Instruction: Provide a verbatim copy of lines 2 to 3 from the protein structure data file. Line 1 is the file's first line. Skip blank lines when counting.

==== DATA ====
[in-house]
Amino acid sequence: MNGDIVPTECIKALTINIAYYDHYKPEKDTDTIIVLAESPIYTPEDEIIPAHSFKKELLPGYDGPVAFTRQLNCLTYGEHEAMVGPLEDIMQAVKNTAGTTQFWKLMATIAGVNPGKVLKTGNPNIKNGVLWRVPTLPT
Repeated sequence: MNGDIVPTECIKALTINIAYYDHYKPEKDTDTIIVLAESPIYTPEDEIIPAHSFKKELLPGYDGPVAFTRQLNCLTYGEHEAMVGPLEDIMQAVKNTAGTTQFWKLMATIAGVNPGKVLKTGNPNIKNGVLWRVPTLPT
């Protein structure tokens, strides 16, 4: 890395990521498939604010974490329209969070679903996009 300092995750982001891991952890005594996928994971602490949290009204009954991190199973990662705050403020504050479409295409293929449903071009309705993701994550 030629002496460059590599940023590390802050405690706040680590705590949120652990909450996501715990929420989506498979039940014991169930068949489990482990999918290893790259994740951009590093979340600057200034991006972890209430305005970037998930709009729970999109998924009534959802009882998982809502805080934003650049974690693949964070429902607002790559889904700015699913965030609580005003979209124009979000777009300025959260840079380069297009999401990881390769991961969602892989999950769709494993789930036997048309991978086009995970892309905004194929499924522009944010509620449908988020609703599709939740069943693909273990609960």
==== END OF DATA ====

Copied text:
Amino acid sequence: MNGDIVPTECIKALTINIAYYDHYKPEKDTDTIIVLAESPIYTPEDEIIPAHSFKKELLPGYDGPVAFTRQLNCLTYGEHEAMVGPLEDIMQAVKNTAGTTQFWKLMATIAGVNPGKVLKTGNPNIKNGVLWRVPTLPT
Repeated sequence: MNGDIVPTECIKALTINIAYYDHYKPEKDTDTIIVLAESPIYTPEDEIIPAHSFKKELLPGYDGPVAFTRQLNCLTYGEHEAMVGPLEDIMQAVKNTAGTTQFWKLMATIAGVNPGKVLKTGNPNIKNGVLWRVPTLPT